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Two electrical engineers selected to attend prestigious conference for women

July 9, 2018

Electrical Engineering graduate student Pan Li.

Electrical engineering graduate student Pan Li.

Yaunyaun Shi and Pan Li, graduate students in the Department of Electrical Engineering, have been selected to attend the 2018 Rising Stars in EECS workshop at the Massachusetts Institute of Technology in October.

The conference brings together more than 60 top female graduates in the fields of electrical engineering, computer engineering and computer science, for two days of scientific interactions and career-oriented discussions. According to the American Society for Engineering Education, electrical engineering and computer engineering have the lowest percentages of female undergraduate students in all of engineering: 12.4 percent and 9.2 percent, respectively.

The esteemed conference will give Shi and Li an opportunity to present their research to and receive career advice from faculty at Carnegie Mellon University, MIT, Stanford University and other top universities. Both students are working under the direction of Baosen Zhang, the Keith and Nancy Rattie Endowed Career Development Professor.

Electrical engineering graduate student Yuanyuan Shi.

Shi will present her work in “Real-time control for complex physical systems: a tractable data-driven approach and Li will present her work on “A bottom-up perspective of power system operation: coordination of demand and response and distributed energy resources.”

“This workshop provides us a chance to network with peers — a group of young and bright women electrical engineers and computer scientists interested in exploring academic careers,” Shi said about the conference. “It opens the door for future collaboration and professional support for years to come.”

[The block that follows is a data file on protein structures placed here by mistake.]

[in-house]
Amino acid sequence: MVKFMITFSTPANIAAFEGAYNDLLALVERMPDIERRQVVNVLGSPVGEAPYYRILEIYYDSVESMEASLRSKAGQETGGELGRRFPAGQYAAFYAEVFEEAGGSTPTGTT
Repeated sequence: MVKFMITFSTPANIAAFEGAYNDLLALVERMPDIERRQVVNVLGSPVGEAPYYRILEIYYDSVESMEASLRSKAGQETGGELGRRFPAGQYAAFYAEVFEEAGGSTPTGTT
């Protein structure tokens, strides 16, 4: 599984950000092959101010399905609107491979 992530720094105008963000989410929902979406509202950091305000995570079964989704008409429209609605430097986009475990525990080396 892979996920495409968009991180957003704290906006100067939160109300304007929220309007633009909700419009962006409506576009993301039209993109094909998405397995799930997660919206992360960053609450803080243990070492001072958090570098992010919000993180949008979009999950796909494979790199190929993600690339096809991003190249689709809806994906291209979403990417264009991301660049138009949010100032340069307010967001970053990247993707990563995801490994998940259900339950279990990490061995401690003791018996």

Shi added that it would set her career on the right path once she has completed her graduate degree. For Li, it’s an opportunity to network and find mentorship.

“I am interested in attending because I am curious about the life of a female faculty member in engineering,” Li said about why she wanted to be a part of the conference. “I would also love to learn the challenges of being a faculty and take advice from professors that have already been working years in academia and connect me with my peers who share the same desires.”

This is the sixth year for this event, created for females in EECS fields that are interested in pursuing academic careers. According to the Rising Stars website, “conference attendees have gone on to secure faculty positions at top universities or research positions in leading industry labs.”